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Entitlement

October 30, 2013

When Did Entitlement Become Fashionable?

As a people, we seem to be defining ourselves as entitled. There are many examples. People don’t vote, but they want things to be in their favor. The father is handicapped, so it is ok for the adult child to use the tag for parking. Because someone has money, he or she feels they should get preferential treatment. Because the other has more money, a person feels deserving of that other paying for something. Even though the policy says one thing, a person who feels entitled feels he or she should be given special variance to that policy. There is the entitled thought that if a person yells loud enough and makes enough commotion, he or she will give or get money back or get their way!! A cop has numbers to make, so he or she dishes out a DUI to a person who makes a traffic error because he or she can (no care for the impact on that person). And so the stories go…

 

Until we stop thinking from this point of reference, we will not take responsibility to make the change needed on this plane. We are not entitled to all of Mother Earth’s resources or each other’s resources. In fact, we are not entitled — period. Many articles talk of entitlement synonymously with narcissism. While there is a cross over, they are each separate and distinct. Entitlement seems to have various characteristics.

 
  • There is an absence of remorse that appears to be in entitlement. There does not seem to be any thought or feeling about the impact of the taking. Yet, there is a burden of responsibility on that other from where or whom an entitled person took. For example: “You scratched my car door but I am going to get my whole car painted at your expense!”
  • There is a selfishness that appears to be a part of entitlement. For example: “I can, therefore I will.” The thought “I want” seems to be the only focus until it’s had.
    There is a litigious attitude fed by and feeding entitlement. For example: “I’ll sue you because I can (I am entitled)!”
  • There is an impatience that exists in entitlement. For example: “I don’t have to wait, to earn, to understand. I want what I want now.” It seems to be fed by an absence of delay of gratification.
  • There is a give-up attitude from entitlement. For example: “I don’t like the way you are in this relationship, I want a divorce.”
  • There is an absence of need to work. For example: ” I should get everything I want when I want it, even if I haven’t worked for it.”
  •  

    Entitlement is a fear-based experience. It comes, at least in part, from the fear of not having or the fear of not being ok or good enough. Somehow a person learns that they do not have to work for what they are receiving. They do not have to earn the experience or object. They do not feel the personal ownership that comes with the earning. They think they deserve things they haven’t earned and may develop contempt for people who work to earn things. That suggests they are lacking in confidence and may feel contempt for themselves if they have to work to earn something. Yet, any time a fear-based experience is in our life, it is an opportunity to heal. Our fear-based emotions and/or experiences are in our lives to show us that which we are not. In other words, they are opportunities to heal and unveil our True, Soulful self.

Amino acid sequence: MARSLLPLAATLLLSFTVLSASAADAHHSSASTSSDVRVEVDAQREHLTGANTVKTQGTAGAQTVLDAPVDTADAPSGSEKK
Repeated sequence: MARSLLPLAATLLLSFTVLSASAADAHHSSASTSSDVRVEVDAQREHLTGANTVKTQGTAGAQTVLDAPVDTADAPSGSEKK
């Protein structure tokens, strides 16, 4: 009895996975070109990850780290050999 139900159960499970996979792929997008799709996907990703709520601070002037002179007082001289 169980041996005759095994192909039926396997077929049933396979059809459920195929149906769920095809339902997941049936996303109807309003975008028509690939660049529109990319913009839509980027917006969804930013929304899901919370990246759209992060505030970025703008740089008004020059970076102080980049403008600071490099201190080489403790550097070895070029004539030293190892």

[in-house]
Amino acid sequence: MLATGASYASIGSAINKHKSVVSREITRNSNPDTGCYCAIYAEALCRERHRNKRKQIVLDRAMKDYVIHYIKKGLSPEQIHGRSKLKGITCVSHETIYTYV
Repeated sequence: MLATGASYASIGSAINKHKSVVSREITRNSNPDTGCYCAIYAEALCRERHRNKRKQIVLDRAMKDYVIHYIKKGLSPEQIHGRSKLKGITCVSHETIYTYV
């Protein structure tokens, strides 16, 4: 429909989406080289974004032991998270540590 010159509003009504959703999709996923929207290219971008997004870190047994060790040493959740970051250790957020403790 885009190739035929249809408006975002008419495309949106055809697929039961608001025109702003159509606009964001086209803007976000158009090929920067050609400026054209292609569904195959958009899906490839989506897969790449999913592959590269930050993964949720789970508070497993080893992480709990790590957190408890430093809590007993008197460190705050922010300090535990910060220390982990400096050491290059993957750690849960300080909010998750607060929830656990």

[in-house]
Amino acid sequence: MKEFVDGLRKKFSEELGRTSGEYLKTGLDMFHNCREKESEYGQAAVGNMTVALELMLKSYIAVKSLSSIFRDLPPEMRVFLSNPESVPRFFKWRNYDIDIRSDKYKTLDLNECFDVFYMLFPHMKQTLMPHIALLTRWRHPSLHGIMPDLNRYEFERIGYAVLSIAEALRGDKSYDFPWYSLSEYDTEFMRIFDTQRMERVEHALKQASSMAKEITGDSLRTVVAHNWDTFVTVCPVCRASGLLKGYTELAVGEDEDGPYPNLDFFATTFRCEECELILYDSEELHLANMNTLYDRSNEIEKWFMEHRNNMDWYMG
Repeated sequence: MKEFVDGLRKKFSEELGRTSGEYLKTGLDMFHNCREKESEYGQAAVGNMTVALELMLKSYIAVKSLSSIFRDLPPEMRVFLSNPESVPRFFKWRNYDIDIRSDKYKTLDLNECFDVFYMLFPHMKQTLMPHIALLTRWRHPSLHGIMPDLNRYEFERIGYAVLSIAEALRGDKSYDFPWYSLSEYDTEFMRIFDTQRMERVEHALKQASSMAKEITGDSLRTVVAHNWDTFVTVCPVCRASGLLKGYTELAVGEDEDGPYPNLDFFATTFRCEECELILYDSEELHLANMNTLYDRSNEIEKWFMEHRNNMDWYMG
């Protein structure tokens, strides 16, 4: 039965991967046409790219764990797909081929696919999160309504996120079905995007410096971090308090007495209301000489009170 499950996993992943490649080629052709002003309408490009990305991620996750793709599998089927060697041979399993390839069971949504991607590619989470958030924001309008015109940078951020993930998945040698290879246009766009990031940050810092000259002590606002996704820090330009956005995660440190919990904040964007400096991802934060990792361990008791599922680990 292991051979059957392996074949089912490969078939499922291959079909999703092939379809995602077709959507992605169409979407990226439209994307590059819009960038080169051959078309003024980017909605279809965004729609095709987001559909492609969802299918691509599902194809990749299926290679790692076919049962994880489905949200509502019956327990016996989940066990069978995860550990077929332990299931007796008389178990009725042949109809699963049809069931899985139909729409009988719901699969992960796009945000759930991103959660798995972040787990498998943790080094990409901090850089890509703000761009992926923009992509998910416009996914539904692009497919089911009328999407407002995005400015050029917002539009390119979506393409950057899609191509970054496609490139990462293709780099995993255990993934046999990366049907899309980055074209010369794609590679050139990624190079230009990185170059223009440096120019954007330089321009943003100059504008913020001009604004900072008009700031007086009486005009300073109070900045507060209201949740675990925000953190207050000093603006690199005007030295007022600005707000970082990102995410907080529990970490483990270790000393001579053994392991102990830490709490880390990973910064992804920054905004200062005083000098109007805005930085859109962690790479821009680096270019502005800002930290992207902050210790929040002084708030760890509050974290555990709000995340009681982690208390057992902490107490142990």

As long as entitlement is acceptable or fashionable, we will see a vanishing of

  • Gratitude
  • Self respect
  • Frustration tolerance
  • Responsibility
  • Work ethics
  •  

    As those qualities dissipate, the blame mentality and attitude of indulgence and anti-responsibility are fed. It, therefore, affects the way we treat each other, animals, objects, and Mother Earth and her resources. Concurrently, it holds the individual back from their

  • Potential
  • Adventure of life
  • Self-sufficiency
  • Creativity
  • Intrinsic fulfillment
  • Happiness
  •  

    So, where do we begin? With our Self and then our children! In life, there is no entitlement, there is no blame, and there is no expectation. There is only you. So, the true antidote is in the personal acceptance of responsibility for the actions, thoughts, and beliefs that you may have bought into. It takes introspection and a sense of being humble to be aware of where you may be feeling entitled. Once you can be honest with your Self and acknowledge those places where you are feeling entitled, you can begin to unravel the snarled web of all you gathered in this life that lead to the entitlement. It is then that you can begin your healing. As you pay attention to the cords that make up that snarled web, you then can begin to heal your children and redirect them to a life that is absent of entitlement.

     

    Please contact KB@KristenBomas.com if you have any questions about services, topics or products.

    Kristen Bomas, PA
    398 Camino Gardens Blvd., Suite 104
    Boca Raton, Florida 33432
    Phone: (561) 212-7575
    Email: KB@KristenBomas.com

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    Photography by Walter
    "Two Eagles" Smith

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